(PET FOOD/DOGS) Is commercial dog food secretly killing your dog? The shocking truth about processed pet food reveals extremely high toxin levels that could be causing a rapid decline in our pets’ health.

In the article below, Denver-based veterinarian Dr. Dan Berman addresses the rise in animal cancer and other life-threatening diseases as a result of their diet and long-term exposure to toxins like heavy metals such as arsenic, cadmium, pesticides, and other contaminants–demonstrated in the Clean Label Project’s list of 10 Best & Worst Pet Foods.

This comprehensive list examines over 900 of the most popular pet food products, testing for 130 environmental and industrial toxins linked to cancer and other fatal diseases. The results are sure to make you think twice about what you’re feeding your pet–don’t be fooled by unclear labeling and advertising jargon.

As no regulation currently exists nor is testing for these deadly toxins required, read on to learn how you can educate yourself and spread awareness about contaminated pet food products.  — Global Animal

Some dogs eating Beneful have experienced Internal bleeding, diarrhea, seizures, and liver malfunction. Photo credit: ABC 7 Chicago
Photo credit: ABC 7 Chicago

I’m a Veterinarian and You Need to Worry About What’s in Your Pet’s Food

After the melamine contaminant tragedy in 2007 that took roughly 10,000 animals’ lives, it’s hard for pet owners not to worry every time they hear about a recall — but then, when they hear the products effected aren’t their brand, they breathe a sigh of relief. But should they?

Pet food recalls have become a part of daily life for animal lovers. Salmonella, beef thyroid hormone, and pentobarbital have topped the recall list this spring. Most recalls are voluntary — which means responsible companies can decide if and when they issue one — and they often use phrasing like “an elevated amount” of a given contaminant, which leads one to assume that there is a “standard” amount of these contaminants in their products every day.

Why aren’t we talking about the long-term exposure to these and a host of other contaminants in pet food? Not just the things that cause a rapid decline in our pets, but the chemicals and contaminants that, over time, cause compound damage. Most pet owners and veterinarians don’t even know this is something they should be concerned about.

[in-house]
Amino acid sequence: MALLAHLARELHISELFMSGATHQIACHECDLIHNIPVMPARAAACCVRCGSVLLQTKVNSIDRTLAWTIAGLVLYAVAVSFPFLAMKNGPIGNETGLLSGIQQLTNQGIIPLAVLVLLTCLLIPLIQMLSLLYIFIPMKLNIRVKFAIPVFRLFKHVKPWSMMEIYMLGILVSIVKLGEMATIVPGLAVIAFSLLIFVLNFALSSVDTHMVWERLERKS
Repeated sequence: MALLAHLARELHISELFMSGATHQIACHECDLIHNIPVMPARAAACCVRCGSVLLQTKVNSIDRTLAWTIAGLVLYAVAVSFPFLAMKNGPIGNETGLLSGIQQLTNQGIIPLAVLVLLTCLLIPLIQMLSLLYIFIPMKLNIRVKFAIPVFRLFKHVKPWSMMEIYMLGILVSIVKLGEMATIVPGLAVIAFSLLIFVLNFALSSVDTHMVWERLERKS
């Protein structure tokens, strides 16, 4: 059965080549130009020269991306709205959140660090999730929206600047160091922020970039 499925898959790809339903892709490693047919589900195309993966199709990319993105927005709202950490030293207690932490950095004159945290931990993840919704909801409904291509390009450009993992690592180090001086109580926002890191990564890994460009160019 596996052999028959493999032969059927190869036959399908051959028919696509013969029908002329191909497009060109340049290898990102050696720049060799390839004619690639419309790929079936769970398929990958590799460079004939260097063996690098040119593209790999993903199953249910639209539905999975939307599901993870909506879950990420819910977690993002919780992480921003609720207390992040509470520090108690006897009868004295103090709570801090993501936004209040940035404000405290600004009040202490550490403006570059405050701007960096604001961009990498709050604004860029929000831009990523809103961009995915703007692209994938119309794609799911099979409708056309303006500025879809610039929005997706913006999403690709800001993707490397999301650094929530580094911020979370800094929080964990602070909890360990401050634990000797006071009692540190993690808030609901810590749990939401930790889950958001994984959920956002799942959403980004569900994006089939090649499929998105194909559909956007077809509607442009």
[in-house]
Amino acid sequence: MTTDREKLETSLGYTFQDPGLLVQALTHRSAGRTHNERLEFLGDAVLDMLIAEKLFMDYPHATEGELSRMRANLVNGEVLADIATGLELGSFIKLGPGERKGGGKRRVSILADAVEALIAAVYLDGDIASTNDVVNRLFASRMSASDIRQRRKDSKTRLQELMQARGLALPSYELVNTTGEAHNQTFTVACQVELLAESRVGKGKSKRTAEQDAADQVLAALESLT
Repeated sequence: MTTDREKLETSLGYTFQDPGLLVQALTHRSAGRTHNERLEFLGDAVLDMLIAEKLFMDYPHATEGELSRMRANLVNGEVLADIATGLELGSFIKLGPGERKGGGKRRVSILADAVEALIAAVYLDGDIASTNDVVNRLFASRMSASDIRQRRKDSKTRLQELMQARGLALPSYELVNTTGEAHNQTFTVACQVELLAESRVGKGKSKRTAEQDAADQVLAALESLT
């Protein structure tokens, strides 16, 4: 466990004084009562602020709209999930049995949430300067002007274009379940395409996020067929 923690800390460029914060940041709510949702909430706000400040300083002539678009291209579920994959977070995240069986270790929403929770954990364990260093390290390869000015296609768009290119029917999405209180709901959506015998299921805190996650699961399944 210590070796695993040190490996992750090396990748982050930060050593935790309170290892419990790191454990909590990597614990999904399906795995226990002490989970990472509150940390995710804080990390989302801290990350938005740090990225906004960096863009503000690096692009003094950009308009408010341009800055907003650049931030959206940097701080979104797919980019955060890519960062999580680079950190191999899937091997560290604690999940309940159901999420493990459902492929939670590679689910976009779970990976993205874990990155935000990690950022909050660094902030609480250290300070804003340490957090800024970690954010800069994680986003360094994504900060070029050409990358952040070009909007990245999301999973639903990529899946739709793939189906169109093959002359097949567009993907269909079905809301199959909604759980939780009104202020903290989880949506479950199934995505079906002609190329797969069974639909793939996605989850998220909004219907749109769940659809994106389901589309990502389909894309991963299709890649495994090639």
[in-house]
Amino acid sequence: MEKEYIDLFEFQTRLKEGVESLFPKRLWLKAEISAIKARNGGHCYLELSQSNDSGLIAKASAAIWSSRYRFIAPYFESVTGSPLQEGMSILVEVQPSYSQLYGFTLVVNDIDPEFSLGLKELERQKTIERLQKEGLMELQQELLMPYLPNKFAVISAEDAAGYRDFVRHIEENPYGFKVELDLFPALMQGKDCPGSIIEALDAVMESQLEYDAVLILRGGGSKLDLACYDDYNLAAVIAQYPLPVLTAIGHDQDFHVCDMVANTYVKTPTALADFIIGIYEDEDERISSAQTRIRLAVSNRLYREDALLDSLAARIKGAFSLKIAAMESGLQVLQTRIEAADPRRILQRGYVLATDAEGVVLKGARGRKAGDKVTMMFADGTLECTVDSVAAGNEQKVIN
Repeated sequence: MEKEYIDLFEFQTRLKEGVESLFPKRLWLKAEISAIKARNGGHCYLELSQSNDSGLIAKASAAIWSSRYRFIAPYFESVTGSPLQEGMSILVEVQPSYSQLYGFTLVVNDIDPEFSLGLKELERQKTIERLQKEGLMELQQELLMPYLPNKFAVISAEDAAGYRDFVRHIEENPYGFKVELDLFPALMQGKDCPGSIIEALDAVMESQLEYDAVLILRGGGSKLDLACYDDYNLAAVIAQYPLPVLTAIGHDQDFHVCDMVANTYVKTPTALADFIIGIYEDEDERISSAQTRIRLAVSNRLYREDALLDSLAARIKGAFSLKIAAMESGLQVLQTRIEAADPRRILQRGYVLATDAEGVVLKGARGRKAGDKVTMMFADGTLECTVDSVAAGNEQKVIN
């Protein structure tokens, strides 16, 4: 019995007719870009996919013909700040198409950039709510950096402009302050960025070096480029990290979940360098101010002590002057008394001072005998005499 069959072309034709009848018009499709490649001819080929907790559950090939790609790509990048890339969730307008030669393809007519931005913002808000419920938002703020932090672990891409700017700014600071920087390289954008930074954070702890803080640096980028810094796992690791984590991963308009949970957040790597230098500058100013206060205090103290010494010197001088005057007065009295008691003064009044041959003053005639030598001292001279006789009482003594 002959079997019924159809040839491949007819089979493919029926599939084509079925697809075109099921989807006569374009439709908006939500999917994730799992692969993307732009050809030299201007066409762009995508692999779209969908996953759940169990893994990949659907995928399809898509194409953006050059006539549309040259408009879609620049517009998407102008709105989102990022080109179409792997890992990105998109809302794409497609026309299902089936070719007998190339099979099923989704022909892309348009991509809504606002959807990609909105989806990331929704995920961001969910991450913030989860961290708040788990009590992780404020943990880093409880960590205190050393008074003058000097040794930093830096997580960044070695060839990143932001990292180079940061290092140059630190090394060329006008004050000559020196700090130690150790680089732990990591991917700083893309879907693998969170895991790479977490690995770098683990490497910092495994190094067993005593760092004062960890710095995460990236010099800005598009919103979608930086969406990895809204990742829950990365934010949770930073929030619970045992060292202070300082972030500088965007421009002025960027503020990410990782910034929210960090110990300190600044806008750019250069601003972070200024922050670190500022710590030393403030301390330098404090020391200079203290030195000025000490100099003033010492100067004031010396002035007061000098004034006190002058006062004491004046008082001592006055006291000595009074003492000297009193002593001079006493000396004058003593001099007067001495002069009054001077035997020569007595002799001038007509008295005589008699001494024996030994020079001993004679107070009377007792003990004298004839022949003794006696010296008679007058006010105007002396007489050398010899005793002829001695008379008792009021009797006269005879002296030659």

Purina stands by their argument that Beneful is a high-quality, nutritious meal. Photo credit: http://dailysavings.allyou.com/
Photo credit: dailysavings.allyou.com

But I’m optimistic. Consumers are catching on to unclear labeling and advertising jargon. They are learning that ingredients like chicken meal are good. A new report on many of the top pet food brands could bring pet owners to a tipping point.

For the first time, a large-scale, independent third party test has been conducted, and the results are bad news for animal lovers and our pets. The Clean Label Project, a national 501c3 focused on consumer health and safety through testing and labeling, recently published a report revealing dangerous amounts of environmental and industrial contaminants in pet foods across the board — and price is no indicator of purity. Over 900 of the most often purchased cat and dog foods were tested and ranked.

The study found lead in some pet foods at 16 times the concentration of Flint, Michigan’s tainted drinking water. There is no documented tolerance of heavy metals for animals, but for a 10-pound cat, or even a 50-pound dog, who eats twice a day, seven days a week, the long-term prognosis is disturbing. I fear we are in the midst of an epidemic and the consequences may be shortening the lives of our precious pets. Why aren’t we talking about the consequences of long term exposure to these toxins, even at low levels?

Unfortunately, the inclusion of these toxins in pet food isn’t regulated. This isn’t a conspiracy of the pet industry. The fact that testing isn’t required for these contaminants means many brands probably don’t know they’re letting consumers serve up arsenic to their beloved furry family members in astronomical amounts. Now that we know, what are these companies going to do?

Over the past several years I have noticed pet owners willing to spend more money buying food that claims to be “natural,” “human-grade,” or other signifiers of purity. There’s growing awareness among shoppers that many of these terms don’t have a legal meaning. Companies play on pet owners’ good intentions and regulations do little to rein in extravagant advertising.

With proof that many of these brands are anything but what the labels say, I expect many of my clients will change their buying habits.

Anyone with a pet should go to cleanlabelproject.org and look up the pet foods they buy to make sure they know what they’re feeding their cats and dogs. Until the level of contaminants are regulated, companies aren’t going to change — unless we make them incorporate these new findings. Go online, evaluate your products, and demand better for your furry family.

Author Bio: Dr. Dan Berman holds a master’s degree in animal science and has practiced veterinary medicine for 34 years. His experience includes heading the veterinary department of Denver Dumb Friends League and a position with the U.S. Department of Agriculture. Berman opened Denver Animal Hospital in 1997.

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